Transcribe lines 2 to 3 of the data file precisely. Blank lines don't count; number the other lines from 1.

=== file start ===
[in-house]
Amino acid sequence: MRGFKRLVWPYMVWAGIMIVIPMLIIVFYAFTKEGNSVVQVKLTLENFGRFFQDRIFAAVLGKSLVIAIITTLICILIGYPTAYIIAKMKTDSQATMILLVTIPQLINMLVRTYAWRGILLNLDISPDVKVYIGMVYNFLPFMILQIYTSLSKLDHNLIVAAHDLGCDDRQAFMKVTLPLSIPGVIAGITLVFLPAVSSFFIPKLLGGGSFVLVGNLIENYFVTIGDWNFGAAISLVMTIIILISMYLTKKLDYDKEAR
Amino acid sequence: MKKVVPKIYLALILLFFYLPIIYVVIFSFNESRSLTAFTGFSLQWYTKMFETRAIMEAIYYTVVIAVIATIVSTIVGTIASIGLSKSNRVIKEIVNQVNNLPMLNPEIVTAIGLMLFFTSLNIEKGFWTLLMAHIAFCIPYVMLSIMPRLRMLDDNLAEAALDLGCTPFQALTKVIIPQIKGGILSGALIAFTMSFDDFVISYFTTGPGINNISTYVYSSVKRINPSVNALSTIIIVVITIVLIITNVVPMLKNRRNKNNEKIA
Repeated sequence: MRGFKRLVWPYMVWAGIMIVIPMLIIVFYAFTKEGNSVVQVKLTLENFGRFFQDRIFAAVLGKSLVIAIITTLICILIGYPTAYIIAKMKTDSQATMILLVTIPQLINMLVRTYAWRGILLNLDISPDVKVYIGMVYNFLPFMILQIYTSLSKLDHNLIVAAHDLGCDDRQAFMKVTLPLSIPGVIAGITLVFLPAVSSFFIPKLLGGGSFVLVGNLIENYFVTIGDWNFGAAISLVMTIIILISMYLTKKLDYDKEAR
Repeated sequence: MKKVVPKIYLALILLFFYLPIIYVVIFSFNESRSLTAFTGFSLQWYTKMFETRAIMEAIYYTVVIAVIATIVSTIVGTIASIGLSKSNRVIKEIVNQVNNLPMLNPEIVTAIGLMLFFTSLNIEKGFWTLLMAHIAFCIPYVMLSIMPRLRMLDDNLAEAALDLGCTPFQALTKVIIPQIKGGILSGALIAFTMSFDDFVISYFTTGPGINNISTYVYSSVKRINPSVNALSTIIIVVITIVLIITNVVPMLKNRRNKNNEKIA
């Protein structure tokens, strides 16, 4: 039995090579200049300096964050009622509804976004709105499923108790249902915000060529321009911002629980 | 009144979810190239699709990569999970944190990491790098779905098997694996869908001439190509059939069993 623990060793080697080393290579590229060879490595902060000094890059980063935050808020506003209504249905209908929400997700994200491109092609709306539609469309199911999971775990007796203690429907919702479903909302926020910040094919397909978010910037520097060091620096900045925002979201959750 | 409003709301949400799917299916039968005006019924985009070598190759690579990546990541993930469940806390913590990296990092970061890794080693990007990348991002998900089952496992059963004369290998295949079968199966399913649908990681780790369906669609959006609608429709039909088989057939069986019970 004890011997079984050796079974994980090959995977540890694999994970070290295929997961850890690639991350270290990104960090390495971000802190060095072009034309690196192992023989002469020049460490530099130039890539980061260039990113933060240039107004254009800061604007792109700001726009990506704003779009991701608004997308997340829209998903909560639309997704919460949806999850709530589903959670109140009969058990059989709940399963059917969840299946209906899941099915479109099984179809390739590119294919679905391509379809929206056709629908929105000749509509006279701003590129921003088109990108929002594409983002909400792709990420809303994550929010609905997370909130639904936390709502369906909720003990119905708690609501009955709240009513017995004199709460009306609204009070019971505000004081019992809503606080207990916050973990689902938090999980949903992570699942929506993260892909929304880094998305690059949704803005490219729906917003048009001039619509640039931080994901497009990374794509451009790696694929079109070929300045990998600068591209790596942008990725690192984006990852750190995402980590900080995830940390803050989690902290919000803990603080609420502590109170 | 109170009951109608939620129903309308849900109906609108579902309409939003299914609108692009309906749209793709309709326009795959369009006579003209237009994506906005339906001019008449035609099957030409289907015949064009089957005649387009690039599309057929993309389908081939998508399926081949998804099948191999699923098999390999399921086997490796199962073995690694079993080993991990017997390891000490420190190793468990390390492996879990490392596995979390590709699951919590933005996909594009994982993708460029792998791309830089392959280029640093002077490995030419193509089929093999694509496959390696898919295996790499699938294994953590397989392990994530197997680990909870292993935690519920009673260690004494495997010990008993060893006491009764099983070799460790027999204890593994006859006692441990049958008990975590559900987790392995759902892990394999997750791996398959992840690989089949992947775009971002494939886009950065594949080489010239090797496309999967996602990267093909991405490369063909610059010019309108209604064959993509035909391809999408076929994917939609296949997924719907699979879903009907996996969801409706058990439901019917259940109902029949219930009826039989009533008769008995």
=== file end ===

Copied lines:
Amino acid sequence: MRGFKRLVWPYMVWAGIMIVIPMLIIVFYAFTKEGNSVVQVKLTLENFGRFFQDRIFAAVLGKSLVIAIITTLICILIGYPTAYIIAKMKTDSQATMILLVTIPQLINMLVRTYAWRGILLNLDISPDVKVYIGMVYNFLPFMILQIYTSLSKLDHNLIVAAHDLGCDDRQAFMKVTLPLSIPGVIAGITLVFLPAVSSFFIPKLLGGGSFVLVGNLIENYFVTIGDWNFGAAISLVMTIIILISMYLTKKLDYDKEAR
Amino acid sequence: MKKVVPKIYLALILLFFYLPIIYVVIFSFNESRSLTAFTGFSLQWYTKMFETRAIMEAIYYTVVIAVIATIVSTIVGTIASIGLSKSNRVIKEIVNQVNNLPMLNPEIVTAIGLMLFFTSLNIEKGFWTLLMAHIAFCIPYVMLSIMPRLRMLDDNLAEAALDLGCTPFQALTKVIIPQIKGGILSGALIAFTMSFDDFVISYFTTGPGINNISTYVYSSVKRINPSVNALSTIIIVVITIVLIITNVVPMLKNRRNKNNEKIA